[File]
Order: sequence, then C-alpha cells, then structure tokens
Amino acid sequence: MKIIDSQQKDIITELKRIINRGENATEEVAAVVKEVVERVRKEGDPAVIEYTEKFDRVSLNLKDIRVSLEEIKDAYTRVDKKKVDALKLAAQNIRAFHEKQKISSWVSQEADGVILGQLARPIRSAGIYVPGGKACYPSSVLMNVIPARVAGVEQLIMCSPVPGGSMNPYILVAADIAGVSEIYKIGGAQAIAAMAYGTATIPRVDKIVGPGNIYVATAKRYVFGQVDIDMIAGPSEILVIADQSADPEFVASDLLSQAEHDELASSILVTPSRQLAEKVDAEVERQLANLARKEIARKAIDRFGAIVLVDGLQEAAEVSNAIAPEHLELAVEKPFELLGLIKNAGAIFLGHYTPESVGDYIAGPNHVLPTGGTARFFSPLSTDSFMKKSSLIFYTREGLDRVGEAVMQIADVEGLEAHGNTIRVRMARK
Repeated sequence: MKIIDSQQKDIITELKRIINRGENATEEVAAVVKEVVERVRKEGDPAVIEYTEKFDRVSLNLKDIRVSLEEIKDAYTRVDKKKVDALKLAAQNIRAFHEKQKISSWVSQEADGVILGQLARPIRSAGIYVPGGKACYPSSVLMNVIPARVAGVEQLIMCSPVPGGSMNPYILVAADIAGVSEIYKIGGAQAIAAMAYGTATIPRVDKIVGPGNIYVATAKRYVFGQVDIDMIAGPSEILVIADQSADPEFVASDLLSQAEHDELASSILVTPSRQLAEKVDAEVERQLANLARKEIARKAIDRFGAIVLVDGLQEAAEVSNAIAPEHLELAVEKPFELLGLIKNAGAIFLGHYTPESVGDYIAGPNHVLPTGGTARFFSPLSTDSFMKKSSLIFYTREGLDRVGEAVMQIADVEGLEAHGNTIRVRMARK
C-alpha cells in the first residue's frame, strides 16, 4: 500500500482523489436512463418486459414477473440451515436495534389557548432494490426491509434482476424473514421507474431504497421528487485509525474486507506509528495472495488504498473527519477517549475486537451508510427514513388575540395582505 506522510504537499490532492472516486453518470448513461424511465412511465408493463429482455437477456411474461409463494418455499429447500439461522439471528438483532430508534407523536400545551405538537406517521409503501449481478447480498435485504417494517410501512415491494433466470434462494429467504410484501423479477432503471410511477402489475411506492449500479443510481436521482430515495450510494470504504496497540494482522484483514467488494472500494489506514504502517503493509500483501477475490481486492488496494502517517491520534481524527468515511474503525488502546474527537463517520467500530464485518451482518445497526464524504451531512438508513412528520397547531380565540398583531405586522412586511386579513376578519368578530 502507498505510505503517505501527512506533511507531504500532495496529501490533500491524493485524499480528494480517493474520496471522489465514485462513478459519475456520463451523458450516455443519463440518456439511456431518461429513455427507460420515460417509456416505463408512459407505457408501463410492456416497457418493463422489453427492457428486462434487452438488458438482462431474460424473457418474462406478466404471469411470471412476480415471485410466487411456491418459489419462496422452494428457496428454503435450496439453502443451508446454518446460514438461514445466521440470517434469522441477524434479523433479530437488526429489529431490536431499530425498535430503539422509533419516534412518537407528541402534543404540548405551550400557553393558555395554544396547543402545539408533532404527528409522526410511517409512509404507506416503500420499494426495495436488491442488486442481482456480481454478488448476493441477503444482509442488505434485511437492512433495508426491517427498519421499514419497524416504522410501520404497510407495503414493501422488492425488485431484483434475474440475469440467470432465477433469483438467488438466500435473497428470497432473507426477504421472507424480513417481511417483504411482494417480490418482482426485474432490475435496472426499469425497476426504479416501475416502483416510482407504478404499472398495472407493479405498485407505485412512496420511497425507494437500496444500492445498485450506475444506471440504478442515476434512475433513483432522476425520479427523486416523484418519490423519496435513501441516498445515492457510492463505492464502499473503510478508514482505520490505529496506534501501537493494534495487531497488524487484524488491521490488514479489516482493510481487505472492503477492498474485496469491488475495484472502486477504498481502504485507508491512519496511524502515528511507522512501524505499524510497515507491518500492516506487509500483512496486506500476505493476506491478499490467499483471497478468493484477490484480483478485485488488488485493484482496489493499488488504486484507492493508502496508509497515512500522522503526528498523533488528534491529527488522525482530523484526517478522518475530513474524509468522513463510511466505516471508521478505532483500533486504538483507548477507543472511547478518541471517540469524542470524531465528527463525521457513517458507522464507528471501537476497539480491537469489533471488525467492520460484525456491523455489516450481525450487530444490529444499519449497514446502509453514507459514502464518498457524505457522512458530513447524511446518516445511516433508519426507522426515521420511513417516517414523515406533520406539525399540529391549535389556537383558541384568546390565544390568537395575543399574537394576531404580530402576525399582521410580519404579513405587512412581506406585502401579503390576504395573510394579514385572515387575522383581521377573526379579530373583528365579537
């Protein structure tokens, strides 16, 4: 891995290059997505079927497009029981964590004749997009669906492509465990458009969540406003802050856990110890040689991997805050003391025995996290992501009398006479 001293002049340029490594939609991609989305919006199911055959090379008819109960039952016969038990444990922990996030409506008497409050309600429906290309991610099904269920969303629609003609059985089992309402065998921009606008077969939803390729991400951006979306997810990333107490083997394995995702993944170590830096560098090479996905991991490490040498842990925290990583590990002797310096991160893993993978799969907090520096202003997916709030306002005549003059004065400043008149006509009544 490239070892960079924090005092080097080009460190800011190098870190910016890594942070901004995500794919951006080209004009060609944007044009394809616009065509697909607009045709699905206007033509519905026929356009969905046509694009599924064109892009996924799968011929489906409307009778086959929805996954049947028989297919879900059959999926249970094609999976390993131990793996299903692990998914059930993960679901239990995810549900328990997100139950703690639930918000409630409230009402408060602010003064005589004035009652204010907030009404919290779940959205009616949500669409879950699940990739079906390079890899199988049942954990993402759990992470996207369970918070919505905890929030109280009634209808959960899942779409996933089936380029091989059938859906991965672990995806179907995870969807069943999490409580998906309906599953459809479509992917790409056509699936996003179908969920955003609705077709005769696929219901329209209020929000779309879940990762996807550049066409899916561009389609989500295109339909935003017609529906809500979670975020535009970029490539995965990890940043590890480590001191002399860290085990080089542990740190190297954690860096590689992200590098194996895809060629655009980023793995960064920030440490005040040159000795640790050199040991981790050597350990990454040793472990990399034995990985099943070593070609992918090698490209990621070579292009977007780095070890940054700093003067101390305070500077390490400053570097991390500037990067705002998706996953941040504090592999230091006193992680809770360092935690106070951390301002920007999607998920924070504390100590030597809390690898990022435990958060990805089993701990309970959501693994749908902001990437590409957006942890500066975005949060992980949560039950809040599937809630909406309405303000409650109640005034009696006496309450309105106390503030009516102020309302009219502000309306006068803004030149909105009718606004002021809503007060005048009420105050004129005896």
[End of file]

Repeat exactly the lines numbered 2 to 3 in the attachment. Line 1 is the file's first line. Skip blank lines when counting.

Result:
Amino acid sequence: MKIIDSQQKDIITELKRIINRGENATEEVAAVVKEVVERVRKEGDPAVIEYTEKFDRVSLNLKDIRVSLEEIKDAYTRVDKKKVDALKLAAQNIRAFHEKQKISSWVSQEADGVILGQLARPIRSAGIYVPGGKACYPSSVLMNVIPARVAGVEQLIMCSPVPGGSMNPYILVAADIAGVSEIYKIGGAQAIAAMAYGTATIPRVDKIVGPGNIYVATAKRYVFGQVDIDMIAGPSEILVIADQSADPEFVASDLLSQAEHDELASSILVTPSRQLAEKVDAEVERQLANLARKEIARKAIDRFGAIVLVDGLQEAAEVSNAIAPEHLELAVEKPFELLGLIKNAGAIFLGHYTPESVGDYIAGPNHVLPTGGTARFFSPLSTDSFMKKSSLIFYTREGLDRVGEAVMQIADVEGLEAHGNTIRVRMARK
Repeated sequence: MKIIDSQQKDIITELKRIINRGENATEEVAAVVKEVVERVRKEGDPAVIEYTEKFDRVSLNLKDIRVSLEEIKDAYTRVDKKKVDALKLAAQNIRAFHEKQKISSWVSQEADGVILGQLARPIRSAGIYVPGGKACYPSSVLMNVIPARVAGVEQLIMCSPVPGGSMNPYILVAADIAGVSEIYKIGGAQAIAAMAYGTATIPRVDKIVGPGNIYVATAKRYVFGQVDIDMIAGPSEILVIADQSADPEFVASDLLSQAEHDELASSILVTPSRQLAEKVDAEVERQLANLARKEIARKAIDRFGAIVLVDGLQEAAEVSNAIAPEHLELAVEKPFELLGLIKNAGAIFLGHYTPESVGDYIAGPNHVLPTGGTARFFSPLSTDSFMKKSSLIFYTREGLDRVGEAVMQIADVEGLEAHGNTIRVRMARK